1) Can you draw a straight line across the centre of a clock face so that the numbers on both sides of the line have the same total? Can you do this another way?

Andy, Courtney, Lukas and others solved this by looking at the sum of the numbers on the clock face, and then trial and error. Lauren writes;

By adding up all the numbers on the clock face, I got the total $78$. I then divided $78$ by $2$ as we are dividing the clock face into two equal parts. This equals $39$. Then by adding up six consecutive numbers around the clock face I found that the line should go between $9$ and $10$, and $3$ and $4$. As $4+5+6+7+8+9=10+11+12+1+2+3=39$.

A group from Archers Court in Dover solved the problem using an algebraic method. This method also helps the second question, on whether there is another solution.

The sum of all the numbers on the clock face is $78$, so you want to find six consecutive numbers that add up to $78\div2=39$. If we call the first number $n$, then the sum of six consecutive numbers is $n+(n+1)+(n+2)+(n+3)+(n+4)+(n+5)=39$. By now gathering terms we get the equation $6n+15=39$ So $6n=24$ and $n=4$ Then the six consecutive numbers are $4,5,6,7,8,9$ and so the line runs from after $9$ to after $3$. As there was only one solution to the algebraic equation, then this is the only solution to the problem.

2) Can you draw two lines (like the hands of the clock) to divide the clock face so that the total of the numbers on one side of the lines is twice the total on the other side? Can you do this in another way?

Junnrui Hu wrote;

I realized that the total should be divided into three parts, so the two of the parts together would then be twice as large as the other part. $78\div3=26$. I then had to find consecutive numbers that added to $26$. By choosing a number and adding up around the clock from it until I reached $26$ or went over and missed $26$, I found that $11+12+1+2=5+6+7+8=26$. So the line can go from between
$10$ and $11$ to between $2$ and $3$ or from between $4$ and $5$ to between $8$ and $9$.

3) Can you divide the clock face so that that the total on one side of the lines is five times more than the total on the other side? Can you do this in another way?

Harry from the Beacon School solved this using an algebraic method.

The sum of all the numbers is $78$. If we call $x$ the total on the small side, then $5x+x=78$, so $6x=78$ and $x=13$. So the sum on the small side is $13$. Now we must find consecutive numbers that add up to $13$. These are only $12+1$ and $6+7$. So there are two places for the line, from after $11$ to after $1$ and from after $5$ to after $7$.

4) Can you draw two lines to divide the numbers so that the total of the numbers on each side of the lines are both multiples of six? In how many different ways can you do this?

Lily and Amy from Bow Brickhill School solved this problem using a method of trial and error, by adding consecutive numbers until they totaled a multiple of $6$. They found that $9+10+11+12=42 (7\times 6), 1+2+3=6 (1\times 6), 4+5+6+7+8=30 (5\times 6)$. Here they have found three groups that sum to a multiple of six, so any combination of these will work, say having the lines after $8$ and after $3$, or after $8$ and after $12$, or after $12$ and after $3$.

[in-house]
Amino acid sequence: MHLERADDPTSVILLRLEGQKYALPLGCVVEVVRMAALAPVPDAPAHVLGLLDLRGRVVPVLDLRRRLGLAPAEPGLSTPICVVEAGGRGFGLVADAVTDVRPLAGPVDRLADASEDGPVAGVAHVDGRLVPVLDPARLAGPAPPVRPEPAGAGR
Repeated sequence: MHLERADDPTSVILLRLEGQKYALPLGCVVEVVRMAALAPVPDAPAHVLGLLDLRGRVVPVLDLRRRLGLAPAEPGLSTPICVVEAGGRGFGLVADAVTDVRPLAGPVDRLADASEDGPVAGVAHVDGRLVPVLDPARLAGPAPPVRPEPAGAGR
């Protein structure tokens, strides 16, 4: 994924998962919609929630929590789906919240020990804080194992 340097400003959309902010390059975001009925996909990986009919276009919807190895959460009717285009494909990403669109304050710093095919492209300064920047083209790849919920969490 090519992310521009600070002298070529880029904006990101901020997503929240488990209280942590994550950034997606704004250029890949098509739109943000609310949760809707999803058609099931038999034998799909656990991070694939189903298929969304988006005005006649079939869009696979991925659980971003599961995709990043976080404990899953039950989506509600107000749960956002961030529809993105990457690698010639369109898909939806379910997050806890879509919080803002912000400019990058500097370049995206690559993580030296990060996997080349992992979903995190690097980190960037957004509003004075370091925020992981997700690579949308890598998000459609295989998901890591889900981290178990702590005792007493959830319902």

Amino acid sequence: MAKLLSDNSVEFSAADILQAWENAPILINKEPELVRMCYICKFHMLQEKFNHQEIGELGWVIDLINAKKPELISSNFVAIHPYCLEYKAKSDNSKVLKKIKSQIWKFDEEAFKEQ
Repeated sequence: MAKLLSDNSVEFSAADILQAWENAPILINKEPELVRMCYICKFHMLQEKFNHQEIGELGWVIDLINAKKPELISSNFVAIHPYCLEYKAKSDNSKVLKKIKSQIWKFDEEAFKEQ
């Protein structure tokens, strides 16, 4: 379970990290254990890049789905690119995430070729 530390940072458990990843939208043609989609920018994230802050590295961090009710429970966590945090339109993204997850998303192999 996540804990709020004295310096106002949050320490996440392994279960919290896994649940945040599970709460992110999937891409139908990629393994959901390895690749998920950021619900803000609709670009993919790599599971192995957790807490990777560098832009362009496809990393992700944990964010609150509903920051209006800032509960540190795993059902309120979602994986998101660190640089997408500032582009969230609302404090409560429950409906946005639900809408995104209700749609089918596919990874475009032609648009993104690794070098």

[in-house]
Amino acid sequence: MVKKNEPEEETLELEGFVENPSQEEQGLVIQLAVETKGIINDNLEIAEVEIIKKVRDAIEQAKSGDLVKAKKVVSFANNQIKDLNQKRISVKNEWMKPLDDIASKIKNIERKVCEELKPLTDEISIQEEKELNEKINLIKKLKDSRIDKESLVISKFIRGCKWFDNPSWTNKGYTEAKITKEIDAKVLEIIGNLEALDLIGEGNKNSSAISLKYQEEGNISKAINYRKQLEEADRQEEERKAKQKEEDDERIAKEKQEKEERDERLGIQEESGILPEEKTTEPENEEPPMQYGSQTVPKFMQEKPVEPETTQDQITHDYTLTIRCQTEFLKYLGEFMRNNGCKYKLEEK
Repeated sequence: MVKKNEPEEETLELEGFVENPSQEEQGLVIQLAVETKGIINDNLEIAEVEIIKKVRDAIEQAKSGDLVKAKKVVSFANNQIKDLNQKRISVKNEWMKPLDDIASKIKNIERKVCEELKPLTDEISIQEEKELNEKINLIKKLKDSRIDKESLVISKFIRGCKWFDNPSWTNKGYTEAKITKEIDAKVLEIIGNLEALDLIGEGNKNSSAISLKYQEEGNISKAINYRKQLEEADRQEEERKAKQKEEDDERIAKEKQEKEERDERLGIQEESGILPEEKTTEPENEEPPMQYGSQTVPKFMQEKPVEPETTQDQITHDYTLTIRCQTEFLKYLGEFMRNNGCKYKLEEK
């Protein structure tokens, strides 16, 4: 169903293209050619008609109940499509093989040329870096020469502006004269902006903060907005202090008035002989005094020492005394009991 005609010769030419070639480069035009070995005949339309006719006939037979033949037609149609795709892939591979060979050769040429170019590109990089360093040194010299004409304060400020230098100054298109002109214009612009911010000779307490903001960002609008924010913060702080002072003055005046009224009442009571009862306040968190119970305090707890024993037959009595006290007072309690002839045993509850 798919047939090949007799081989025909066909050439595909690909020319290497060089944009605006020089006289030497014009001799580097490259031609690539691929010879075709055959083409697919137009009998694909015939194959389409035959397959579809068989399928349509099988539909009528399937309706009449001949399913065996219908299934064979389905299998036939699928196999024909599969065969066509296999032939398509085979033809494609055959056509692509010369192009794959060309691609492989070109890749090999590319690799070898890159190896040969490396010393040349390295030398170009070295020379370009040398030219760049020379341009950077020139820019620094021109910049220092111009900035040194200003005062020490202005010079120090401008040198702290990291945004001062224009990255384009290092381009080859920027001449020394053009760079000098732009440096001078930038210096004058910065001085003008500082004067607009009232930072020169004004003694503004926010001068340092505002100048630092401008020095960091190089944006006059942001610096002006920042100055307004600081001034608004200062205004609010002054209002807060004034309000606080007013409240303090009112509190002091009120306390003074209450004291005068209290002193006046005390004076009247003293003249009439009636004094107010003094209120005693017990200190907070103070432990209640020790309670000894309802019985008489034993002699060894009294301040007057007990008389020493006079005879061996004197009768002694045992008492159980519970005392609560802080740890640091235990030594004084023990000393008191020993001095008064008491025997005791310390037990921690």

Susanna from St George's also used a trial and error method to find several solutions.

Junnrui Hu wrote;

To make both sums a multiple of six, I tried to find consecutive sequences which added up to multiples of six. First I used sequences of length $1$, which is just $12$ and $6$ on their own. These can be isolated by the lines, and as $78$ is a multiple of $6$, if you take away by isolating a multiple of $6$, the rest will also be a multiple of $6$. Then looking at sequences of length $2$
there are none as the sum is always odd. Trying three adjacent terms there is a pattern $1+2+3=6=2\times 3=6\times 1, 2+3+4=9=3\times 3, 3+4+5=12=4\times 3=6\times 2$. So the groups $(1,2,3), (3,4,5), (5,6,7), (7,8,9), (9,10,11)$ and $(11,12,1)$ all are multiples of $6$.\

With 4 adjacent terms I found a pattern that starting on every third number will work, so the groups $(3,4,5,6), (6,7,8,9), (9,10,11,12)$ and $(12,1,2,3)$. In the same method I tried 5 consecutive numbers and found $(4,5,6,7,8)$ and $(10,11,12,1,2)$. There are none with $6$ adjacent numbers as this sum is an odd number as there are $3$ odd numbers in $6$ adjacent numbers.

And so you can find the solutions by isolating the groups, $(6), (12), (1,2,3), (3,4,5),$ $(5,6,7), (7,8,9), (9,10,11),$ $(11,12,1), (3,4,5,6),$ $(6,7,8,9), (9,10,11,12),$ $(12,1,2,3), (4,5,6,7,8)$ and $(10,11,12,1,2)$. So there are $14$ ways of making to groups that add to multiples of $6$.

5) Can you draw two lines so that the numbers on each side add to a prime number? Can you do this in another way?

Junnrui Hu answers this;

I had to think of two odd prime numbers that added up to $78$ (since $2$ is the only even prime). First I wrote all the primes from $1$ to $78$. $2, 3, 5, 7, 11, 13, 17, 19, 23, 29, 31, 37, 41, 43, 47, 53, 59, 61, 67, 71, 73$. I found 7 pairs of primes that add to $78$, $(5, 73), (11, 67), (17, 61), (19, 59), (31, 47), (37, 41)$. Now I look at ways of making the smaller number with
consecutive numbers. There are two ways of making $5 (5, 2+3)$, two way for $7 (3+4, 7)$, two for $11 (11, 5+6)$, one for $17 (8+9)$, one for $19 (9+10)$, and none for $31$ and $37$.

This gives $8$ different ways of diving up the clockface to give two sides where the sums are prime numbers.

Well done to Junnrui Hu for his excellent answers, attempting every single question. Congratulations also to Ian who solved every question using just his knowledge of triangular and prime numbers.

The last question remains open to anyone who wishes to investigate it, can you find any other interesting ways to group the numbers on a clock face by drawing two lines?